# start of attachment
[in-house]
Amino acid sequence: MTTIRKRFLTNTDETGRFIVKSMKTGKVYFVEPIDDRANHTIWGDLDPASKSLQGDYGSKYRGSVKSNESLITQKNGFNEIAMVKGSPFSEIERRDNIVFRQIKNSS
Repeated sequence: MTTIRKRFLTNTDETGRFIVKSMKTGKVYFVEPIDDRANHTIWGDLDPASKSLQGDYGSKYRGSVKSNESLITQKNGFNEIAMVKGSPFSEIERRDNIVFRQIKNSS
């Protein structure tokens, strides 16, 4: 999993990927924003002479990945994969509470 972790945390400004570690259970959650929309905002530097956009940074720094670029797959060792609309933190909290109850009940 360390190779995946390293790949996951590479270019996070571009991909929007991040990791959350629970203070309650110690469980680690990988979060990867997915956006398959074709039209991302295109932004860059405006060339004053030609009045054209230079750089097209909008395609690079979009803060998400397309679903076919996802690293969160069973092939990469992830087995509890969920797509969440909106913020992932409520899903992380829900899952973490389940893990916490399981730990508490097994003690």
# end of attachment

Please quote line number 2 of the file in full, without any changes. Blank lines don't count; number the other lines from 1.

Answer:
Amino acid sequence: MTTIRKRFLTNTDETGRFIVKSMKTGKVYFVEPIDDRANHTIWGDLDPASKSLQGDYGSKYRGSVKSNESLITQKNGFNEIAMVKGSPFSEIERRDNIVFRQIKNSS